“The Chun ware collection of the National Palace Museum includes utilitarian wares, such as vessels, bowls, plates, and incense burners, as well as planters, pot stands and a tsun vase. The above works can be identified as pieces that were fired in the Chin (1115-1234) or Yuan (1271-1368) dynasty according to the observation of Chun ware excavated from ware cellars, kiln sites and dated tombs. Documents from the Ming (1368-1644) and Ch'ing (1644-1911) dynasties refer to Yu County as the origin of Chun ware production. The discovery of most of these cellars and kilns containing Chun ware in Henan Province supports this assertion. In order to deliver a more effective viewing experience for the audience, a map of cellar and kiln sites has been prepared. Shards of Chun ware that have been recovered in Lin-ju, Pao-feng, Ho-pi, Yeh-chu-kou, and Liu-chia-men in Henan Province have been put on display. Through observing the shards, and comparing the colors of the glazes, viewers will be able to distinguish the difference between the glaze colors from different places and thus appreciate the diversity and beauty of Chun ware. \=/
“Chun ware appears thick and milky in quality. After low temperature firing and multi-layer glazing, cracks sometimes occurred during the first few firing processes. These cracks were then covered with new layers, leaving a unique pattern known as the "pattern of a worm trail along the ground", which can be seen in the "Hibiscus-shaped planter with moon-white glaze" in this exhibition. The Chun ware displayed has a thick clay body. The layers of glaze on the edges of these types of works are thinner and are an earthy yellow in color. This is in contrast with the thick layers of colored glaze on the body. In order to showcase the dazzling colors of Chun ware, some of displayed items are partially enlarged and reproduced, so that the uniqueness of its beauty with ever changing colors can be clearly seen in detail. \=/
Examples of Song Dynasty Chun Ware
National Palace Museum, Taipei description of Tsun Vase with Moon-white Glaze, 13th-14th century (height: 26.5 centimeters, rim width: 21.7 centimeters, base width: 17 centimeters): “The form of this vessel imitates that of a bronze tsun vase. With an everted rim and a long flaring neck, the expanding body rests on a short flaring base. Each section is clearly distinguished and bears four sets of vertical ribs ("flanges"). The vessel is covered with an uneven moon-white glaze marked by distinct bubbles that ran down to the base. The glaze along the mouth and the edges of the flanges is thin, appearing dark yellow in color. The concave underside, covered in an ochre slip with blue details, is carved with the Chinese character for "five (wu)." [Source: National Palace Museum, Taipei \=/ ]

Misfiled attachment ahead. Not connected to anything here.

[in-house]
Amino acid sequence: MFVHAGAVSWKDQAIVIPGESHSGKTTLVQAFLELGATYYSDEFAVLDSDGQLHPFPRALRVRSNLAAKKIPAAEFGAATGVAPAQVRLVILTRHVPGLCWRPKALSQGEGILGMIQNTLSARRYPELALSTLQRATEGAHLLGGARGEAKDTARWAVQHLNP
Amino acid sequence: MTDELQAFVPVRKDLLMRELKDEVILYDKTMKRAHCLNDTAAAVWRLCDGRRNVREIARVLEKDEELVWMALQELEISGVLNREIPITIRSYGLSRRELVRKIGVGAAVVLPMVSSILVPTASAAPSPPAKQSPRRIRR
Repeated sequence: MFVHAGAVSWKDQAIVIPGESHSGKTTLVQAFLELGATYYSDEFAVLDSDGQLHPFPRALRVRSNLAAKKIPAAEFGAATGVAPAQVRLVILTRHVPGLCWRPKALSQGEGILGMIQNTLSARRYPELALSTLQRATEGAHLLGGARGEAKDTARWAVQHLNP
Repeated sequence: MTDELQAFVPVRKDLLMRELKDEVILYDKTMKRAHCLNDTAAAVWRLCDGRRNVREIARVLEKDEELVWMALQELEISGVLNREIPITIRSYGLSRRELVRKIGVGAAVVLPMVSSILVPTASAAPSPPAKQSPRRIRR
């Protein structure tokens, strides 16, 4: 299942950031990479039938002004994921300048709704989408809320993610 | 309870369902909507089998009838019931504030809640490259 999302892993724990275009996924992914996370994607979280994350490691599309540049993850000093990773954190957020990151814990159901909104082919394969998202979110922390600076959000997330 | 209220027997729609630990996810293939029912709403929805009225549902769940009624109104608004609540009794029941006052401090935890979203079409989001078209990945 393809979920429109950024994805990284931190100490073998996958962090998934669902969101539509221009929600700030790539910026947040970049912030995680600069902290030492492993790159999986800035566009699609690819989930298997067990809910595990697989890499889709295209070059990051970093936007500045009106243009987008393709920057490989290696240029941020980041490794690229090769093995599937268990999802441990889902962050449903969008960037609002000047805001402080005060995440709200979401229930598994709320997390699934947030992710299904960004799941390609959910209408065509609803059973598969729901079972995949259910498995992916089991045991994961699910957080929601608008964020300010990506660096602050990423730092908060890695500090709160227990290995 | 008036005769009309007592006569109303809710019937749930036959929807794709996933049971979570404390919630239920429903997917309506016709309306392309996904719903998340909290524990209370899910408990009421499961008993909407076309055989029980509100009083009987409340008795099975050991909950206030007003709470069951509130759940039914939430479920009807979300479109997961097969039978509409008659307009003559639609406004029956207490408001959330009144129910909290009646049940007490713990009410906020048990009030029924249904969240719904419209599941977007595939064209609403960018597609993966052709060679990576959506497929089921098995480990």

National Palace Museum, Taipei description of Hibiscus-shaped Planter with Moon-white Glaze, 13th-14th century (height: 20.6 centimeters, rim width: 28.2 centimeters, base width: 14.1 centimeters): “This planter with an everted and delicately foliated rim evokes the shape of a hibiscus blossom. The deep vessel with undulating walls echoing the petals is slightly contracted at the base, which is short, flat, bears five drainage holes, and follows the shape of the blossom. The somewhat thin body is covered by a thick and uneven moon-white glaze with distinct bubbles. "Earthworm track" patterns appear occasionally on the surface with creamy white traces of the glaze flow. Edges of the body surface appear brownish in color, and the glaze extends down to the base, where it appears neat and even. The underside bears a dark slip and is incised with the Chinese character for "one (yi)." \=/